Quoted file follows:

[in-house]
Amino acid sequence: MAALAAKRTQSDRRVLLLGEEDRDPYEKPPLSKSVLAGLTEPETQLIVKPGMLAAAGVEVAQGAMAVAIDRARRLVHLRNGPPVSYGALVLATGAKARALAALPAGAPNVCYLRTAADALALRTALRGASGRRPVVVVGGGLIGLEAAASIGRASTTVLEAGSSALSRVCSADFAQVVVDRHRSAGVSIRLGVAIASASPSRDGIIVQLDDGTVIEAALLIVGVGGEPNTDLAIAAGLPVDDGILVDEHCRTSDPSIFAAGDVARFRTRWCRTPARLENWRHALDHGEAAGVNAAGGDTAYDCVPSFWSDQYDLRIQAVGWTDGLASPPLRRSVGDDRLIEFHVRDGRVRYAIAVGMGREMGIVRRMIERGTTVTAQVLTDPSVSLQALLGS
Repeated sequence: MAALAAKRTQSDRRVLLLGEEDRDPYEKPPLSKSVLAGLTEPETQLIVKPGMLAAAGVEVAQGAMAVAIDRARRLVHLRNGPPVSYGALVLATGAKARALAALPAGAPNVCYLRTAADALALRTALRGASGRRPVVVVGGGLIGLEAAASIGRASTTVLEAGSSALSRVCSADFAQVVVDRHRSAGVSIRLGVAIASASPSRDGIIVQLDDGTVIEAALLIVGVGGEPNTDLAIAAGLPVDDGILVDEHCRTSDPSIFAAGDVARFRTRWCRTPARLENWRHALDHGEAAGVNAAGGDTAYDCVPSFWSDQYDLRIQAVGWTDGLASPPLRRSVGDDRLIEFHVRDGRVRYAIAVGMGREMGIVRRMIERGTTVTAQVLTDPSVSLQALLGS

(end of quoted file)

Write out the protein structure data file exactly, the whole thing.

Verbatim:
[in-house]
Amino acid sequence: MAALAAKRTQSDRRVLLLGEEDRDPYEKPPLSKSVLAGLTEPETQLIVKPGMLAAAGVEVAQGAMAVAIDRARRLVHLRNGPPVSYGALVLATGAKARALAALPAGAPNVCYLRTAADALALRTALRGASGRRPVVVVGGGLIGLEAAASIGRASTTVLEAGSSALSRVCSADFAQVVVDRHRSAGVSIRLGVAIASASPSRDGIIVQLDDGTVIEAALLIVGVGGEPNTDLAIAAGLPVDDGILVDEHCRTSDPSIFAAGDVARFRTRWCRTPARLENWRHALDHGEAAGVNAAGGDTAYDCVPSFWSDQYDLRIQAVGWTDGLASPPLRRSVGDDRLIEFHVRDGRVRYAIAVGMGREMGIVRRMIERGTTVTAQVLTDPSVSLQALLGS
Repeated sequence: MAALAAKRTQSDRRVLLLGEEDRDPYEKPPLSKSVLAGLTEPETQLIVKPGMLAAAGVEVAQGAMAVAIDRARRLVHLRNGPPVSYGALVLATGAKARALAALPAGAPNVCYLRTAADALALRTALRGASGRRPVVVVGGGLIGLEAAASIGRASTTVLEAGSSALSRVCSADFAQVVVDRHRSAGVSIRLGVAIASASPSRDGIIVQLDDGTVIEAALLIVGVGGEPNTDLAIAAGLPVDDGILVDEHCRTSDPSIFAAGDVARFRTRWCRTPARLENWRHALDHGEAAGVNAAGGDTAYDCVPSFWSDQYDLRIQAVGWTDGLASPPLRRSVGDDRLIEFHVRDGRVRYAIAVGMGREMGIVRRMIERGTTVTAQVLTDPSVSLQALLGS